tblOrders: OrderID, ClientID, OrderDate, ...; (This table contains general order info only. An order can be for any number of rows - an order row contains info about ordered articles. The OrderType field may be added in case you want to have both purchase and sales orders in same table.)
    tblOrderRows: OrderRowID, ArticleID, OrderQty; (This table contains info about all ordered articles or services or whatever. All pricing and taxing info doesn't belong here. In case you sell something, you register it in client invoice. In case you buy something, you register it in supplier invoice)
    tblInvoices: InvoiceID, InvoiceDate, ClientID, ...; (Again, the general info only!)
    tblInvoiceRows: InvoiceRowID, ArticleID/OrderRowID, ..., UnitPrice, VatPercent, TaxPercent, ...; (In case invoiced will be always exactly what was ordered, you can link invoice row with order row having OrderRowID here. As you have mentioned registering rest amount, this will not be the case, and you may need to have ArticleID, and a field for actual invoiced amoun here. And optionally ClientID too.).

    And anytime you have in any your table a ID-field from some other table as foreign key, don't have any other info from this table included. E.g. in your post you have in orders table fields for article ID and article name - which may result as problem. As simplest example - what will happen, when after a couple of years you have to rename some article. Do you change the name of this article manually in all previous orders, e.g. running an update query?

  5. #5
    NoellaG's Avatar
    NoellaG is offline Expert
    Windows 10 Access 2016
    Join Date
    Jun 2010
    don't have any other info from this table included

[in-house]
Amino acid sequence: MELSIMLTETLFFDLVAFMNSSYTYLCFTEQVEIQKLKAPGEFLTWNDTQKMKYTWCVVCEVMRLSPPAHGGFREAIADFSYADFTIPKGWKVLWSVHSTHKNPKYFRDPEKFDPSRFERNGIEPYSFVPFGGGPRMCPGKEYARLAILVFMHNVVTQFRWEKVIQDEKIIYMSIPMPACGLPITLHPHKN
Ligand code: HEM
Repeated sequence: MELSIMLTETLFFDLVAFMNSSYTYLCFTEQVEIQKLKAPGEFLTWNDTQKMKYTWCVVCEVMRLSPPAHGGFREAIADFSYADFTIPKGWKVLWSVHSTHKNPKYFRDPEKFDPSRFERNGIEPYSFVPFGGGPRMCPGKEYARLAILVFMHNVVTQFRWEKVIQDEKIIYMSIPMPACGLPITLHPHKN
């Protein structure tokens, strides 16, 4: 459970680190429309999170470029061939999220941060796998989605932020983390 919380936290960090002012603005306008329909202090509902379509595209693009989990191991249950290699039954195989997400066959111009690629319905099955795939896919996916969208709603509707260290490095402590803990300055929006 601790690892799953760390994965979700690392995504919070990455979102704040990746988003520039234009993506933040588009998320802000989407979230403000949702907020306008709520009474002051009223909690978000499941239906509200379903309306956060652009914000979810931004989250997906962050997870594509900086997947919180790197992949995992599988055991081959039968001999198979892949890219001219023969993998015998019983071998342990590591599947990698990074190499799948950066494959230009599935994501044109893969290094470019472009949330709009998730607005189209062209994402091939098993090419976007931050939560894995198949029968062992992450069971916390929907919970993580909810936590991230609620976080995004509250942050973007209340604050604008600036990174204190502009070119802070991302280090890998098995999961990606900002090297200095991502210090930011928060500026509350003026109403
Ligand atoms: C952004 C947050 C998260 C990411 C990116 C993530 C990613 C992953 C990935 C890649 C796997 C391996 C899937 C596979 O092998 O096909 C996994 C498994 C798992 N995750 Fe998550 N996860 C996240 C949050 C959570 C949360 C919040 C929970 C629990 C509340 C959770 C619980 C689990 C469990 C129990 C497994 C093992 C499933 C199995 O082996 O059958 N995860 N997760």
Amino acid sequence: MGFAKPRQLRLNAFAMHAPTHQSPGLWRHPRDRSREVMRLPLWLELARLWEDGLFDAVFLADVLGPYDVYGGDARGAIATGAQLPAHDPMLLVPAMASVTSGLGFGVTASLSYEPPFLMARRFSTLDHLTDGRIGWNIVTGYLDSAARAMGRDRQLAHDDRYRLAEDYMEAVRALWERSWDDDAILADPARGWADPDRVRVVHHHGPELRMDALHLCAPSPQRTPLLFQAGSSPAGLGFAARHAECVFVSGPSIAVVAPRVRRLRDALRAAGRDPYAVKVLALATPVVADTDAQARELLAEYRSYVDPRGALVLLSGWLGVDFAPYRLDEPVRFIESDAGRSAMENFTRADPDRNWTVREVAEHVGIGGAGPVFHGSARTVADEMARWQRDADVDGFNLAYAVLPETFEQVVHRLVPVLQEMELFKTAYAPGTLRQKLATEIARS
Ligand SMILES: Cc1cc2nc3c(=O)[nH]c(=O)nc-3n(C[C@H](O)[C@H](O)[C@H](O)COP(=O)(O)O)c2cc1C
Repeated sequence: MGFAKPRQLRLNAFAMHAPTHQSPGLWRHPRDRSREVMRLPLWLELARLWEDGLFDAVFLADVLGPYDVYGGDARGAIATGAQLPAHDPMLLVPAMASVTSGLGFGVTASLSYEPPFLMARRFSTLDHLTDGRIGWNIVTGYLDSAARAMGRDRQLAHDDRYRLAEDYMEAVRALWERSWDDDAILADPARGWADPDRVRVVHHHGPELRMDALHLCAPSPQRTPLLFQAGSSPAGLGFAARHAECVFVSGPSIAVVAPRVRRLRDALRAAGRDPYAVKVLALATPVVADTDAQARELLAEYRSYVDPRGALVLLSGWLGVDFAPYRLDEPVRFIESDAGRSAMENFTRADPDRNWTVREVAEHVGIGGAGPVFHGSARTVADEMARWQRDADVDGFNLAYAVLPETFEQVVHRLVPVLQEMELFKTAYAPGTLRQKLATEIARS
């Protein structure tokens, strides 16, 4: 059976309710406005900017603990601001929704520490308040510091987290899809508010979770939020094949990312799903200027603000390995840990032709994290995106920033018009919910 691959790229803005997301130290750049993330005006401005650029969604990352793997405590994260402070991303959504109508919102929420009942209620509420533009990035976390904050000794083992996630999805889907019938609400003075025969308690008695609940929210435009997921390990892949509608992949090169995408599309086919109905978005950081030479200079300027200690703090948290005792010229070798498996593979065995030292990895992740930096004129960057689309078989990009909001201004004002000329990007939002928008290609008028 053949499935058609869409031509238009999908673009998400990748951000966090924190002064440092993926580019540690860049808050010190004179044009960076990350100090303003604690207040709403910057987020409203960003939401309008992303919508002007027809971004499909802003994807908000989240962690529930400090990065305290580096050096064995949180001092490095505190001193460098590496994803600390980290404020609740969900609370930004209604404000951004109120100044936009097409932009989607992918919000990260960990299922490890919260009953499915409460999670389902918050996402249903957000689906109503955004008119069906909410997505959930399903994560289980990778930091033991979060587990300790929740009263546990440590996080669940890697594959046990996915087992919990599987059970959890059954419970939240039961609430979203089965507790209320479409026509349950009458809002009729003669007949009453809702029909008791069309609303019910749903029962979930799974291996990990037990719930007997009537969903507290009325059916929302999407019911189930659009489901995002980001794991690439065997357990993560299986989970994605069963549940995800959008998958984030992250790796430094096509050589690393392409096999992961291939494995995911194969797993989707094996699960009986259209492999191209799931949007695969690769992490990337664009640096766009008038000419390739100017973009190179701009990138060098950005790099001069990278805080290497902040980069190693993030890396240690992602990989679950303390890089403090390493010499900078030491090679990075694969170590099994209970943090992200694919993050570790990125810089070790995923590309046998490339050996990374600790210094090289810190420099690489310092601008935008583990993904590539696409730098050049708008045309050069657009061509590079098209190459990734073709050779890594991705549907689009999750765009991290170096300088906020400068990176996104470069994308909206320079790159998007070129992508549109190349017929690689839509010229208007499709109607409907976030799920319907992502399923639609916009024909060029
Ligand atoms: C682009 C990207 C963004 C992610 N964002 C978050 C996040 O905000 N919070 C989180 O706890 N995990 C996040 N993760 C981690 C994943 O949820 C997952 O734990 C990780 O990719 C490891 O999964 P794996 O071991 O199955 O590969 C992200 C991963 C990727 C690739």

1 exception to this rule: table invoices and Invoicerows: these have always to remain exactly as they have been printed. So when afterwards an article name changes, the original name needs to remain as it was. So in these tables you have to register all data as they were on the moment the invoice was printed.

  6. #6
    CJ_London is offline VIP
    Windows 10 Access 2010 32bit
    Join Date
    Mar 2015
    1 exception to this rule:
    In addition to invoices, it really applies to any legal document - so for example would include anything to do with HR communications such as payroll, might also apply to sales and purchase orders. You can use a history table but that can be inefficient with large amounts of data.

  7. #7
    Join Date
    Apr 2017
    Or, like it is done in some ERP systems, there are orders and order rows tables, invoices and invoice row tables, etc. and additionally order log tables, invoice log tables, etc. which practically contain order/invoice/whatever row data with any essential information is entered in expanded form (no foreign keys) at moment when the entry is created (with datetime of creating the log entry saved). Usually any editing (except the status of entry) or deleting of log rows, after it was saved, is not allowed. Any later changes can be made by adding new log entries only. E.g. when there is a need to correct some info in order row, the log row matching this order row is marked as deleted/non-valid along with datetime of the change of status, and a new log entry with new info for this order row is added (keeping all info except the info about changed fields same as in original row).

Please reply to this thread with any new information or opinions.